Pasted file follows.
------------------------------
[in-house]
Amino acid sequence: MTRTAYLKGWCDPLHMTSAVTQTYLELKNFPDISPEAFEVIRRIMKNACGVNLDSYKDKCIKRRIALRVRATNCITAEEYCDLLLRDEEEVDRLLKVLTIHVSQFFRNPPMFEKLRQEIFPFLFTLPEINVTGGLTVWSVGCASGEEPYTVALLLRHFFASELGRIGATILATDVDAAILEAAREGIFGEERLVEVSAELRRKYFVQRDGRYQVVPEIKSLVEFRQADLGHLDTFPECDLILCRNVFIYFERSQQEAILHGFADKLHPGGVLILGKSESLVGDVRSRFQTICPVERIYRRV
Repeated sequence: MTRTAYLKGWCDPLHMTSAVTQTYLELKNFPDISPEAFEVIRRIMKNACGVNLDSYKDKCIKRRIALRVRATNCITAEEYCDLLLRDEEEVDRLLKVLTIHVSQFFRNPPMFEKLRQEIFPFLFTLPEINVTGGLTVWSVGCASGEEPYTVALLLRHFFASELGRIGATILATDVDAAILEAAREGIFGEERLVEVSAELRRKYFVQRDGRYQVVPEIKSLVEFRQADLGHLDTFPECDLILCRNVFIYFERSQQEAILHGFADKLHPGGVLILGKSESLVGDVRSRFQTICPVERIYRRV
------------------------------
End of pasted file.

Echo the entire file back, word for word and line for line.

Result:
[in-house]
Amino acid sequence: MTRTAYLKGWCDPLHMTSAVTQTYLELKNFPDISPEAFEVIRRIMKNACGVNLDSYKDKCIKRRIALRVRATNCITAEEYCDLLLRDEEEVDRLLKVLTIHVSQFFRNPPMFEKLRQEIFPFLFTLPEINVTGGLTVWSVGCASGEEPYTVALLLRHFFASELGRIGATILATDVDAAILEAAREGIFGEERLVEVSAELRRKYFVQRDGRYQVVPEIKSLVEFRQADLGHLDTFPECDLILCRNVFIYFERSQQEAILHGFADKLHPGGVLILGKSESLVGDVRSRFQTICPVERIYRRV
Repeated sequence: MTRTAYLKGWCDPLHMTSAVTQTYLELKNFPDISPEAFEVIRRIMKNACGVNLDSYKDKCIKRRIALRVRATNCITAEEYCDLLLRDEEEVDRLLKVLTIHVSQFFRNPPMFEKLRQEIFPFLFTLPEINVTGGLTVWSVGCASGEEPYTVALLLRHFFASELGRIGATILATDVDAAILEAAREGIFGEERLVEVSAELRRKYFVQRDGRYQVVPEIKSLVEFRQADLGHLDTFPECDLILCRNVFIYFERSQQEAILHGFADKLHPGGVLILGKSESLVGDVRSRFQTICPVERIYRRV